Wednesday, September 14, 2011

A J Cronin - Three Loves

The Citadel and The Judas Tree are the magnificent novels that introduced me to AJ Cronin.   A J Cronin was a doctor till an illness required him to be idle for six months at a farm, taking complete rest.  During this time, he wrote a novel which as an immediate success.  This set him on to writing as a career, abandoning his medical practice.

Three Loves, his novel about Lucy Moore, charts the life of the lady from her happy married life to her sad end.  At the begining of the novel, Lucy Moore is a young married woman, devoted to her husband, home and child.  She is imperious, and often tries to influence her husband Frank, unduly.  However Frank is happy to be tethered to Lucy until his cousin arrives on the scene and suggests that Lucy is bossy.  Anna has been invited by Lucy to spend a few days with them.  But she turns out to be a colourful woman, Lucy on learning this, begins to beset by doubts of relations between Anna and Frank.  It upsets her happy existence and culminates in her husband's death.  From here on, her life goes into a downward spiral and her only hope and happiness lies in the hands of her son, Peter.  After Peter she latches on to her love of God for succour.

The novel charts all that is pitiful in the life of a woman who is dependent on others for happiness.  All is good for the woman who is safe within her chosen sphere, as long as she chooses to be subordinate to the man, even if she rules from beneath.  Eva is happy as long as her husband Richard - Lucy's brother - is around to provide for her. Polly has accepted her brother's charity and is happily overfed. It is when Lucy is forced by circumstances to be independent, that she faces hardships.  Her brother and brothers-in-law abandon her to her own devices, being too selfish to help her.  She is forced to take up a menial job and pinch pennies mercilessly in order to put her son through a good school and a college.  At the end of her labour, she finds no solace.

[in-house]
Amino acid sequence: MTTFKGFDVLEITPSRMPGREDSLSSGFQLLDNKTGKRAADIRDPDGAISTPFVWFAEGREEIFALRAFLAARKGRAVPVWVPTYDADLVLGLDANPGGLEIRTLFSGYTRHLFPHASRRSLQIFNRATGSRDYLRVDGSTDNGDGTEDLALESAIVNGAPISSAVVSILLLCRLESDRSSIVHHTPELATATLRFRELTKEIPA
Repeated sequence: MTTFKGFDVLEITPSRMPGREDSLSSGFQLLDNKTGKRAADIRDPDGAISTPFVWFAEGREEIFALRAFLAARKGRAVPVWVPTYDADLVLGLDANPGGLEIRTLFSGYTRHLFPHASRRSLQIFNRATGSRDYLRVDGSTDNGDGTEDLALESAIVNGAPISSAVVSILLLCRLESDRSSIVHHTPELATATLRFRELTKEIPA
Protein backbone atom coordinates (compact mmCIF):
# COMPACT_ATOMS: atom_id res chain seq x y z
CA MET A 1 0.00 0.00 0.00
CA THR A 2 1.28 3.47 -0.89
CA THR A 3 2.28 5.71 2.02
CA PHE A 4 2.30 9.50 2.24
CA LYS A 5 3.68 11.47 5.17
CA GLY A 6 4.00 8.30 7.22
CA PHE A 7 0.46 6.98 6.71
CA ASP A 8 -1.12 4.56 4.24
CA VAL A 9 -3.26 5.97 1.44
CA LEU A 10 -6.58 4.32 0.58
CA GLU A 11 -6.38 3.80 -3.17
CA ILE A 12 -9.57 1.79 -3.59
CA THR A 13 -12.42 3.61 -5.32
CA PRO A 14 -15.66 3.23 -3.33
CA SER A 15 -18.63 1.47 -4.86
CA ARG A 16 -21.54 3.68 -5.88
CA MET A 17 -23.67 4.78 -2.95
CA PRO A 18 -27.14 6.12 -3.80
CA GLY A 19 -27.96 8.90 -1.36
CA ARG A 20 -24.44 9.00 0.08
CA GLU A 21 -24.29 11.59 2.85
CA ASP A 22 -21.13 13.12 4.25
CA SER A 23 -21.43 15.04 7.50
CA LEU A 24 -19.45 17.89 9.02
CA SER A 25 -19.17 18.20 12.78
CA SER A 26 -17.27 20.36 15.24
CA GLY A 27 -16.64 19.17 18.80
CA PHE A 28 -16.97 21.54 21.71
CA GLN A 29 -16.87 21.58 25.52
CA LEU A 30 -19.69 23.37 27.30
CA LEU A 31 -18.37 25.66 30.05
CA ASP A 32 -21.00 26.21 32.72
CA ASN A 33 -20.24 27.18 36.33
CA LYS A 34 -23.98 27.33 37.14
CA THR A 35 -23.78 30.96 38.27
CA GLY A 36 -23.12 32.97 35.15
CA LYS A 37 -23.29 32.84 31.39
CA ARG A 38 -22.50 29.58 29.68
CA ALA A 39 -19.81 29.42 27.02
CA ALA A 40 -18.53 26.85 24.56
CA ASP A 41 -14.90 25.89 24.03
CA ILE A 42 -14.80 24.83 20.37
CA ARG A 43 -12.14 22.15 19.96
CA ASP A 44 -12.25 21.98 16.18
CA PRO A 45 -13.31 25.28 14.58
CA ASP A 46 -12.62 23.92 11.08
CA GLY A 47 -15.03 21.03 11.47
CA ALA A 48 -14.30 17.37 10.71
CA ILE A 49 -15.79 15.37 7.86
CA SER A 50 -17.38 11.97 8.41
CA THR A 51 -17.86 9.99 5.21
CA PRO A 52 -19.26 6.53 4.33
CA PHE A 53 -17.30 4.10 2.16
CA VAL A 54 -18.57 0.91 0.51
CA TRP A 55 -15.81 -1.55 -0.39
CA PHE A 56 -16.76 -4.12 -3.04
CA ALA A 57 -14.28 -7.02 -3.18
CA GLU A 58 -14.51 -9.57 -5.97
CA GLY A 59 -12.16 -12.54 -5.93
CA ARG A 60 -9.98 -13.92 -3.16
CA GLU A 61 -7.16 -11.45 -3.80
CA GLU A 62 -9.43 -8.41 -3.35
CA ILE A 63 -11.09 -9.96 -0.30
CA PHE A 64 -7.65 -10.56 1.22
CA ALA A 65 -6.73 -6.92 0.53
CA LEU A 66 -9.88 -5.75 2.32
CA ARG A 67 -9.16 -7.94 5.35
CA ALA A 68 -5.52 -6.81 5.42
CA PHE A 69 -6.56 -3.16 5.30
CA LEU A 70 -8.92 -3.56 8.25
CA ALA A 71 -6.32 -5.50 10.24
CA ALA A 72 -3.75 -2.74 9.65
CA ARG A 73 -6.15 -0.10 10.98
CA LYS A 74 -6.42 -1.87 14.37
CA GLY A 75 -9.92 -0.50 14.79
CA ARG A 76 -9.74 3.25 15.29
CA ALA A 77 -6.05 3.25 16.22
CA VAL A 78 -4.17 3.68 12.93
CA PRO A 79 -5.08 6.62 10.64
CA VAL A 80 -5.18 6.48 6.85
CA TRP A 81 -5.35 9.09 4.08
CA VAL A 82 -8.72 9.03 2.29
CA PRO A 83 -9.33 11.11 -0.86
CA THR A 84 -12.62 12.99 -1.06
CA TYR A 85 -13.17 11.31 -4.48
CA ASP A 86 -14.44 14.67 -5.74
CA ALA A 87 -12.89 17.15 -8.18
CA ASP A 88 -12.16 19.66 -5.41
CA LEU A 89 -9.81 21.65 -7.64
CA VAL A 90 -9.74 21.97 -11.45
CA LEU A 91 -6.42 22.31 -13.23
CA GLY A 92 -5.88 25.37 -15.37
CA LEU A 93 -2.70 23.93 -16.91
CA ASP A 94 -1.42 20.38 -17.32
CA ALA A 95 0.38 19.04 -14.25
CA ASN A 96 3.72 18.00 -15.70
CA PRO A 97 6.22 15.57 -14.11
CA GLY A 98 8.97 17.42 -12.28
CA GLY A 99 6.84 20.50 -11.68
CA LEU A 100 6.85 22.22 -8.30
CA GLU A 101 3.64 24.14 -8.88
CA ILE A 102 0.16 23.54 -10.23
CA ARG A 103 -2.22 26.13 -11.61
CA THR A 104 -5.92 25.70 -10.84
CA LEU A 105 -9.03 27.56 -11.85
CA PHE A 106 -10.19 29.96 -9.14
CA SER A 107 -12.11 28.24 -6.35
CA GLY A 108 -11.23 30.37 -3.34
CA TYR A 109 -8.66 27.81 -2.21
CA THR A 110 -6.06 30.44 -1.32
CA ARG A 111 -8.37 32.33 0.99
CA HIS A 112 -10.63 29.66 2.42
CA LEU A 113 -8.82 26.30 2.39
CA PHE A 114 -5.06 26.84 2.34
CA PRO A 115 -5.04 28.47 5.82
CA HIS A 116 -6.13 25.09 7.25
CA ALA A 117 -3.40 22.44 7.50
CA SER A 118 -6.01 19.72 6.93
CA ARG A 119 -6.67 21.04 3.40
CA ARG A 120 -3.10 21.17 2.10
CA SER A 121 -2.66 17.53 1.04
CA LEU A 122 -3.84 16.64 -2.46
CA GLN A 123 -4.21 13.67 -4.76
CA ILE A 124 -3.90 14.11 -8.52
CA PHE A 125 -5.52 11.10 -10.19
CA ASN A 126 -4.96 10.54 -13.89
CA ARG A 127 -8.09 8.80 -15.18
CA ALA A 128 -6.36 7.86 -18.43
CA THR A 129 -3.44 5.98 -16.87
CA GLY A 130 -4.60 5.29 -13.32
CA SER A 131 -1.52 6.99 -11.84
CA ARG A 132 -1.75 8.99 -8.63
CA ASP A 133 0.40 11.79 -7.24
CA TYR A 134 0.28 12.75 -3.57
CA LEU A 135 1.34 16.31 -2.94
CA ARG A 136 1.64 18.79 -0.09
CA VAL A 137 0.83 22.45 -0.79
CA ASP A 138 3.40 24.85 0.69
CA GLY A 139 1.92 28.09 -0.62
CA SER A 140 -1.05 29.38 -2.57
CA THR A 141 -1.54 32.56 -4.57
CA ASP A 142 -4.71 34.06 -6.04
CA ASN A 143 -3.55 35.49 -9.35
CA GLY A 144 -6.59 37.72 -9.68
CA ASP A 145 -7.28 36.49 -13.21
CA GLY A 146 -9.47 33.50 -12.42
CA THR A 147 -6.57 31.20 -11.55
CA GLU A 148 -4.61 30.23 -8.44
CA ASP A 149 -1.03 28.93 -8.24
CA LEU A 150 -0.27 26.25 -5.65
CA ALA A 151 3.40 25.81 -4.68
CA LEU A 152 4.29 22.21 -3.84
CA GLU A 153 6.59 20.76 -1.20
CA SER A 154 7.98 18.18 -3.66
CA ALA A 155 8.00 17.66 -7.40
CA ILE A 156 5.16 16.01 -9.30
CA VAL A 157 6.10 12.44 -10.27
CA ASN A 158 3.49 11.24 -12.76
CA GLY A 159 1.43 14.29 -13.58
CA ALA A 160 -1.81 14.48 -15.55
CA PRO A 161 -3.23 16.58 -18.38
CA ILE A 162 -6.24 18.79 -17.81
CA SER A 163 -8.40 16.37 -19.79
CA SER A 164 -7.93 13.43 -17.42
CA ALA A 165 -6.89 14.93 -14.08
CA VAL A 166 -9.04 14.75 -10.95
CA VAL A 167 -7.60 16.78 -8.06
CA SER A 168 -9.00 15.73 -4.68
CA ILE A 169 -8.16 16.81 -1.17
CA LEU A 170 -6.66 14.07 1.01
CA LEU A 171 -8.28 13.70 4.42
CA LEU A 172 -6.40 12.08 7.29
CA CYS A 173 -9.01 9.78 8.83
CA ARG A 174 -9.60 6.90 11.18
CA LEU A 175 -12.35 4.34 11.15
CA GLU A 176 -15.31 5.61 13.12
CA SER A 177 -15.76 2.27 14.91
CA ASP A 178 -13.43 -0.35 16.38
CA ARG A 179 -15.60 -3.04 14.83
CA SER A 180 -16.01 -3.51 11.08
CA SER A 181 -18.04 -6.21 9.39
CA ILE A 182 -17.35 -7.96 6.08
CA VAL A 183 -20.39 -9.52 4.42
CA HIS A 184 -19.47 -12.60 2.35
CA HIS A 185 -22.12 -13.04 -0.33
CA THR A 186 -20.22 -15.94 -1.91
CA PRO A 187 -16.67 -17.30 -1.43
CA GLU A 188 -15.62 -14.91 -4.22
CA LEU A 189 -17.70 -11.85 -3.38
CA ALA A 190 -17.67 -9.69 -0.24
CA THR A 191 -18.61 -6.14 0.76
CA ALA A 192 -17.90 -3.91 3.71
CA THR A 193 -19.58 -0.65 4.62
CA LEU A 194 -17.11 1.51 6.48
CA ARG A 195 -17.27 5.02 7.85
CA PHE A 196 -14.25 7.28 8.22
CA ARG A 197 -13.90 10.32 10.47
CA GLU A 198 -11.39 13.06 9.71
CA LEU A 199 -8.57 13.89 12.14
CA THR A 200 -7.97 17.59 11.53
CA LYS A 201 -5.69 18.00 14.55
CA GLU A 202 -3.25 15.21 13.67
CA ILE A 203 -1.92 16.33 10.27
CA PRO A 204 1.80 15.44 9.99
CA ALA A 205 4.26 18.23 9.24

Though the men in her life often try to put her down and make her feel that it was her own poor judgement that caused her downfall, it is evident to the reader that all these people who never lifted a finger to help poor Lucy had no right to judge her.  The world is quite like this, there are very few people out there who will help you, there are many who are ready to stand by and judge.

There are many shades of his own life in the novel.  His father, a travelling salesman, had died early from tuberculosis.  His mother also worked, like Lucy Moore, unlike the other women of her times. Lucy Moore put her son through medical college, Cronin also was a doctor. How autobiographical this novel is, however, it is hard to tell.  But it is clear that AJ Cronin had an intimate knowledge of the mind of men and was privy to how it is that our failings and strengths make us what we are - human.

The book is hardly a barrel of laughs, the subject makes it a grim study, as poor Lucy finds hardly any reprieve in life. It is magnificently written and very incisive, sharp as a surgeon's knife. I have resolved to find as many of Mr. Cronin's books as I can find, and read them all.